As a child my mother would have occasion to remind me that there are three kinds of people in life: There are leaders, there are followers, and there are free-thinkers. Then, she'd tell me, "You want to be a free-thinker."
Her good advice has served me well over the years. When I hear "My family has always voted Republican," or, "I always vote Democratic," those comments suggest people who have their thinking done for them, without delving beyond political sound bites and flashy ads, thereby missing the real substance of important issues.
Think of it as a TV dinner -- you have your choice of Salisbury steak, turkey with stuffing, or roast beef, but it's still a TV dinner, pre-packaged for your thinking convenience.
Indeed, thinking independently may require stepping outside one's comfort zone, far from the metaphorical fold of fellow warm, fuzzy sheep.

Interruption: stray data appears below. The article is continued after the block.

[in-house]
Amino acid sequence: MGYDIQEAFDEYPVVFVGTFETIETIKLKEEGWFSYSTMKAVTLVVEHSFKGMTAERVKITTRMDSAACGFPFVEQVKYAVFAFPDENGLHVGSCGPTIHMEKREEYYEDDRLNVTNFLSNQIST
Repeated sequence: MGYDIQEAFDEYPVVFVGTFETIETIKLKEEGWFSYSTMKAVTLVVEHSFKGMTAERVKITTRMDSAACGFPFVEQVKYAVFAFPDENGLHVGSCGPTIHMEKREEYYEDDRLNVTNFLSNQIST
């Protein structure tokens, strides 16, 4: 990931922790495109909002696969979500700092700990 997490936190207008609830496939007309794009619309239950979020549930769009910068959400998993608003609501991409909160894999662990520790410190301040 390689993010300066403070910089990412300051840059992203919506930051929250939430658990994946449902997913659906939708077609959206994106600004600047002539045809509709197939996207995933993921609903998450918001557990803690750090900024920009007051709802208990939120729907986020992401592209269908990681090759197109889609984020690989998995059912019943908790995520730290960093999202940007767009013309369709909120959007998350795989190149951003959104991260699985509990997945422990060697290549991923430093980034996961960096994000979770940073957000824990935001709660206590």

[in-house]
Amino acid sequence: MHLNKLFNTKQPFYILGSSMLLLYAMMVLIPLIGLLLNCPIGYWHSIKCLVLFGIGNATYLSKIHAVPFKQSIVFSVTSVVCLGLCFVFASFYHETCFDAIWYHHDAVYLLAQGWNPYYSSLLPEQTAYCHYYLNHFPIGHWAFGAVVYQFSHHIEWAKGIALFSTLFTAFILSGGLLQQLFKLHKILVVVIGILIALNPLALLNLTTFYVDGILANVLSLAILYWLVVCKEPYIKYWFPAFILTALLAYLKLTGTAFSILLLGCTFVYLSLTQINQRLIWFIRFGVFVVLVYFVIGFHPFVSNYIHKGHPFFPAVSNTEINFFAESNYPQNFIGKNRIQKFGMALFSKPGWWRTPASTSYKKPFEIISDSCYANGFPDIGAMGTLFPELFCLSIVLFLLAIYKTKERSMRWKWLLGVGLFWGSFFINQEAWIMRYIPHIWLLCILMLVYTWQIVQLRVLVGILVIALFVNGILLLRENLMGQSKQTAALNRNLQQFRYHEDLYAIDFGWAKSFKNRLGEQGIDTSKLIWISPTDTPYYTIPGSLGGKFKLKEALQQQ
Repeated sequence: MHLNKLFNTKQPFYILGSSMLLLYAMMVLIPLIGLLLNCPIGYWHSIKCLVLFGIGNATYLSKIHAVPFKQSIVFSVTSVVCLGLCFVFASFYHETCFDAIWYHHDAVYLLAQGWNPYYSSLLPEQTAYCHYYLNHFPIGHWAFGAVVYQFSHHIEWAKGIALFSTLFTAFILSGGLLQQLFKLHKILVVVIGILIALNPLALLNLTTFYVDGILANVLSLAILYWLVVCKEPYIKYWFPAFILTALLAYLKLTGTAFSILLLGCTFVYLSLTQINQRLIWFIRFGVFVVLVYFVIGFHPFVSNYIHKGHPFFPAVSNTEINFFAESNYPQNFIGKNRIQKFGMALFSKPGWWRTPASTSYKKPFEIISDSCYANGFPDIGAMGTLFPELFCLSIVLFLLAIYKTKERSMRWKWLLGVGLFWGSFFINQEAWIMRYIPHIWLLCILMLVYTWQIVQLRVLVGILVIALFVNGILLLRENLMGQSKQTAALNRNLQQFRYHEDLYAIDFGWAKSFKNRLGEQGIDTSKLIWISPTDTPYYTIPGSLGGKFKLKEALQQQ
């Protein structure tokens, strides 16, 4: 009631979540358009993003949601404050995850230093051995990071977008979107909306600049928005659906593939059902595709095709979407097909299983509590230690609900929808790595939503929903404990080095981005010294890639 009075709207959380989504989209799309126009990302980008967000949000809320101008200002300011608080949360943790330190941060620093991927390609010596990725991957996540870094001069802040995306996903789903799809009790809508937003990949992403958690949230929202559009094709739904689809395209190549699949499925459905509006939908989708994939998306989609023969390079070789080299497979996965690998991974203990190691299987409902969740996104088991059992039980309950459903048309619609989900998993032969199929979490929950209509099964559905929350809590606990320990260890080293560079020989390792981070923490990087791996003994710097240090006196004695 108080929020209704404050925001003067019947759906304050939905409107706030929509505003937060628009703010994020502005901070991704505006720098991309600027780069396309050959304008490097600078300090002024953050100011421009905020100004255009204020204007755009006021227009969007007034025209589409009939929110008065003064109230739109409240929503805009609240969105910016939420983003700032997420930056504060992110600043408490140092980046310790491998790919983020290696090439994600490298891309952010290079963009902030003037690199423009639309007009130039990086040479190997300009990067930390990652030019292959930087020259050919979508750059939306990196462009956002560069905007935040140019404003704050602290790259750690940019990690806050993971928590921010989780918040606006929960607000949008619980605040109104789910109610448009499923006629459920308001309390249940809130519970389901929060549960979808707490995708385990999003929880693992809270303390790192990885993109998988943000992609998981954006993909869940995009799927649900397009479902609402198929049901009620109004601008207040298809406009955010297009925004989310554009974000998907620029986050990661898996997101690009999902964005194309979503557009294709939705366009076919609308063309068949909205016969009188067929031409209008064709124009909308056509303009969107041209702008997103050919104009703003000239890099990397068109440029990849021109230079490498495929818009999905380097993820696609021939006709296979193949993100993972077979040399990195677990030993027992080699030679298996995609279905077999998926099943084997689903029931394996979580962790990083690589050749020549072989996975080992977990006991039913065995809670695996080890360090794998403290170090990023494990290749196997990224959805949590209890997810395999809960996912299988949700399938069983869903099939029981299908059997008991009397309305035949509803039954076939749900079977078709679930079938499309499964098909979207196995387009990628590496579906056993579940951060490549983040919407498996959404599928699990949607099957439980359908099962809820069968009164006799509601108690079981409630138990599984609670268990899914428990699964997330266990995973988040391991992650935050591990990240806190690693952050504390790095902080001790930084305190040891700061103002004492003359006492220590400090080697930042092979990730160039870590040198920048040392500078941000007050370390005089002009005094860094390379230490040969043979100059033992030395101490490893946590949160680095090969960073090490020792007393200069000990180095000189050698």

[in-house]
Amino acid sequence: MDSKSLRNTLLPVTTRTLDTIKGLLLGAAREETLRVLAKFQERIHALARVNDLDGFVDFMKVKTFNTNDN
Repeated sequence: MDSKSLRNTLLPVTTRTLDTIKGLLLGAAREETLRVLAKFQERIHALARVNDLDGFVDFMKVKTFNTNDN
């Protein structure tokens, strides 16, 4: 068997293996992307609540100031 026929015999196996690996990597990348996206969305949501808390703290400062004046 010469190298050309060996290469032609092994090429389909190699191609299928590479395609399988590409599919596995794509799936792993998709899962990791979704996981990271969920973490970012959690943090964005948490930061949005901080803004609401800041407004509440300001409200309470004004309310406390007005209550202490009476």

Thomas Jefferson said the price of freedom is eternal vigilance. When I read his quote nearly four years ago, I realized I had become another complacent American. Safeguarding our freedom is not just for our soldiers or the few. Though time-consuming and inconvenient, democracy is worthy of our efforts. Apathy must transmute into action.
During my efforts to become better informed, I found a non-partisan website of real help in researching matters important to me: http://factcheck.org/.
For so many reasons, including corporate tax relief laws passed by the current administration (http://www.ctj.org); our spiraling national deficit, due in large part to our pre-emptive strike and unending presence in Iraq; the failure to promote existing technology for alternative, renewable energy sources; the seldom-heard Fair Tax Act of 2001 -- a national sales tax law waiting in the wings (http:// thomas.loc.gov); and reckless disregard for the inseparable link of our environment to our quality of life, this registered Republican is voting for John Kerry.
And last, a plea to women voters everywhere: For the sake of the women who fought hard for your right to vote -- some of who never lived to exercise that right -- vote!
Claire Vincent, Payson